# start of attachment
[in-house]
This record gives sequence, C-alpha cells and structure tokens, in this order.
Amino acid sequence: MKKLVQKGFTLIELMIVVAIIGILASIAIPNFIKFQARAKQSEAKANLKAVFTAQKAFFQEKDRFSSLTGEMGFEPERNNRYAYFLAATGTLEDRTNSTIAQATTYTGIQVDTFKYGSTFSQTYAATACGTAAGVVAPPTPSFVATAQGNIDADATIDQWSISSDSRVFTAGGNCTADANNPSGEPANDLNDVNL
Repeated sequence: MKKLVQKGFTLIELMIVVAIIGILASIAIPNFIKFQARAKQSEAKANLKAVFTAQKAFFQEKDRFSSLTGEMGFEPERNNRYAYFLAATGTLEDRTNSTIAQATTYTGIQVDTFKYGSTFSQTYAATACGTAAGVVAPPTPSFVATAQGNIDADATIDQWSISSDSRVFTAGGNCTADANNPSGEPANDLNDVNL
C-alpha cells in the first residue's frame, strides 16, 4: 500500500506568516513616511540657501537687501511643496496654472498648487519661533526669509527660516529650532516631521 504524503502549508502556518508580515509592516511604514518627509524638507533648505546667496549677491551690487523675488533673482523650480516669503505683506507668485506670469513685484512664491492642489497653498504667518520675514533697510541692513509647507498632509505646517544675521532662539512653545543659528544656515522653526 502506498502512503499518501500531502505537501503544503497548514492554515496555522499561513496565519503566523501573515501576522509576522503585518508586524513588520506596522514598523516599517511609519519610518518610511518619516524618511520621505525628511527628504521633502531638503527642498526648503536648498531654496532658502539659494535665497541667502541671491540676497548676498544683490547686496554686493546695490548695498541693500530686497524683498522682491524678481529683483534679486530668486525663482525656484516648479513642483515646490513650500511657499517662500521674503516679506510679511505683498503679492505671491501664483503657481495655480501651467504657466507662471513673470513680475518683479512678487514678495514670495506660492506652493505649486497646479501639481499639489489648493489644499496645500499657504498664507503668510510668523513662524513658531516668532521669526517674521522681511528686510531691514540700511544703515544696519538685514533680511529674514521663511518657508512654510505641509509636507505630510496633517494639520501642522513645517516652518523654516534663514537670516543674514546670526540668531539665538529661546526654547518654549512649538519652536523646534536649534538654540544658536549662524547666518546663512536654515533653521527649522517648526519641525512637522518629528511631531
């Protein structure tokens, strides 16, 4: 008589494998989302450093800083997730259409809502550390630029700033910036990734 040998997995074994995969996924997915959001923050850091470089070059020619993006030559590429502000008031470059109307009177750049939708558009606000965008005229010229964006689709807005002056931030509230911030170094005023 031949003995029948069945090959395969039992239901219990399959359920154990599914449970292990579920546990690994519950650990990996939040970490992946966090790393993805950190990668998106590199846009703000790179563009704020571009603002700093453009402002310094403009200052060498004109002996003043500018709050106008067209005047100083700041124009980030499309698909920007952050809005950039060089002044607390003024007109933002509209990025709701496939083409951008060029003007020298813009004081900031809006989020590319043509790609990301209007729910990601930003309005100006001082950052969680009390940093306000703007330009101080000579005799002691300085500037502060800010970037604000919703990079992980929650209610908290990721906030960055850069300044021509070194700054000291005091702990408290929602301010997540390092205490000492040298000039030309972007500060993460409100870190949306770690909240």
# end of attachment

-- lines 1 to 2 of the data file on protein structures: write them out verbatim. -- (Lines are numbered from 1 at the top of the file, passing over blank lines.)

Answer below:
[in-house]
This record gives sequence, C-alpha cells and structure tokens, in this order.